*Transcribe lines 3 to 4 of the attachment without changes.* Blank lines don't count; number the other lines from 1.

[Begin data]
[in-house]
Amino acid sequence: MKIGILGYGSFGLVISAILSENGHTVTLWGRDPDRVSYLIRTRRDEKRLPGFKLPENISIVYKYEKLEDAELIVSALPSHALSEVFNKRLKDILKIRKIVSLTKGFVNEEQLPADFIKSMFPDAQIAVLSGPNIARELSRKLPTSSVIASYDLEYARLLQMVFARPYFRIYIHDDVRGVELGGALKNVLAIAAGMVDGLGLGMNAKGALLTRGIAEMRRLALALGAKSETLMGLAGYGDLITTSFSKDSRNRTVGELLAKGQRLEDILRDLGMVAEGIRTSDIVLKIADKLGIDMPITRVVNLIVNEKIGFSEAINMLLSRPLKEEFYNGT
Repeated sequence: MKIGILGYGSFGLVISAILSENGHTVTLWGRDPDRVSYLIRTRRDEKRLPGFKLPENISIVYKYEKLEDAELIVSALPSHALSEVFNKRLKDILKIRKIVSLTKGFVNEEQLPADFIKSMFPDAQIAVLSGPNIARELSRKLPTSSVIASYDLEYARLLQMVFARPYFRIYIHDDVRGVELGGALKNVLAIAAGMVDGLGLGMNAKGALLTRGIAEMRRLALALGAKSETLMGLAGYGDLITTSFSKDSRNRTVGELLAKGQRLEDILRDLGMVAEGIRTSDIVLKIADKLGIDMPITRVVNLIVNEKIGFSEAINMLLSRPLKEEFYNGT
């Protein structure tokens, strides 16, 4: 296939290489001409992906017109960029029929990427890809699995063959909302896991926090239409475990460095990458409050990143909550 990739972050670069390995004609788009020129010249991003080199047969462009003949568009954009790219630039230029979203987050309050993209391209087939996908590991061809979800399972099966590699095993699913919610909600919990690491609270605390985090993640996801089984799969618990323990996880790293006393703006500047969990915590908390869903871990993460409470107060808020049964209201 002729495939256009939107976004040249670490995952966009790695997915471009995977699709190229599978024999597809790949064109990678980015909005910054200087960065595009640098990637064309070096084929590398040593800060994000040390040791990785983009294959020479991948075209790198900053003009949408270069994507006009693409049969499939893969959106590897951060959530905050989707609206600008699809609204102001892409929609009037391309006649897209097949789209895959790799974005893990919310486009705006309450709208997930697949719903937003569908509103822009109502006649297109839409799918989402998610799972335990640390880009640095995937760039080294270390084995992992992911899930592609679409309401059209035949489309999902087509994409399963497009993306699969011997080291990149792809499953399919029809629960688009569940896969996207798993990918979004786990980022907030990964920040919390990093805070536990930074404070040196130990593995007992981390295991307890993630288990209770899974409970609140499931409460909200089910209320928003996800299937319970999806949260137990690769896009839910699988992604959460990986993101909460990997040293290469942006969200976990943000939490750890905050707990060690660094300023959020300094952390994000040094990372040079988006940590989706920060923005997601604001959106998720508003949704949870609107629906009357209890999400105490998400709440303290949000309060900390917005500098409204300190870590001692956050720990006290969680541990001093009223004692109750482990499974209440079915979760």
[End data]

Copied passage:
Repeated sequence: MKIGILGYGSFGLVISAILSENGHTVTLWGRDPDRVSYLIRTRRDEKRLPGFKLPENISIVYKYEKLEDAELIVSALPSHALSEVFNKRLKDILKIRKIVSLTKGFVNEEQLPADFIKSMFPDAQIAVLSGPNIARELSRKLPTSSVIASYDLEYARLLQMVFARPYFRIYIHDDVRGVELGGALKNVLAIAAGMVDGLGLGMNAKGALLTRGIAEMRRLALALGAKSETLMGLAGYGDLITTSFSKDSRNRTVGELLAKGQRLEDILRDLGMVAEGIRTSDIVLKIADKLGIDMPITRVVNLIVNEKIGFSEAINMLLSRPLKEEFYNGT
């Protein structure tokens, strides 16, 4: 296939290489001409992906017109960029029929990427890809699995063959909302896991926090239409475990460095990458409050990143909550 990739972050670069390995004609788009020129010249991003080199047969462009003949568009954009790219630039230029979203987050309050993209391209087939996908590991061809979800399972099966590699095993699913919610909600919990690491609270605390985090993640996801089984799969618990323990996880790293006393703006500047969990915590908390869903871990993460409470107060808020049964209201 002729495939256009939107976004040249670490995952966009790695997915471009995977699709190229599978024999597809790949064109990678980015909005910054200087960065595009640098990637064309070096084929590398040593800060994000040390040791990785983009294959020479991948075209790198900053003009949408270069994507006009693409049969499939893969959106590897951060959530905050989707609206600008699809609204102001892409929609009037391309006649897209097949789209895959790799974005893990919310486009705006309450709208997930697949719903937003569908509103822009109502006649297109839409799918989402998610799972335990640390880009640095995937760039080294270390084995992992992911899930592609679409309401059209035949489309999902087509994409399963497009993306699969011997080291990149792809499953399919029809629960688009569940896969996207798993990918979004786990980022907030990964920040919390990093805070536990930074404070040196130990593995007992981390295991307890993630288990209770899974409970609140499931409460909200089910209320928003996800299937319970999806949260137990690769896009839910699988992604959460990986993101909460990997040293290469942006969200976990943000939490750890905050707990060690660094300023959020300094952390994000040094990372040079988006940590989706920060923005997601604001959106998720508003949704949870609107629906009357209890999400105490998400709440303290949000309060900390917005500098409204300190870590001692956050720990006290969680541990001093009223004692109750482990499974209440079915979760």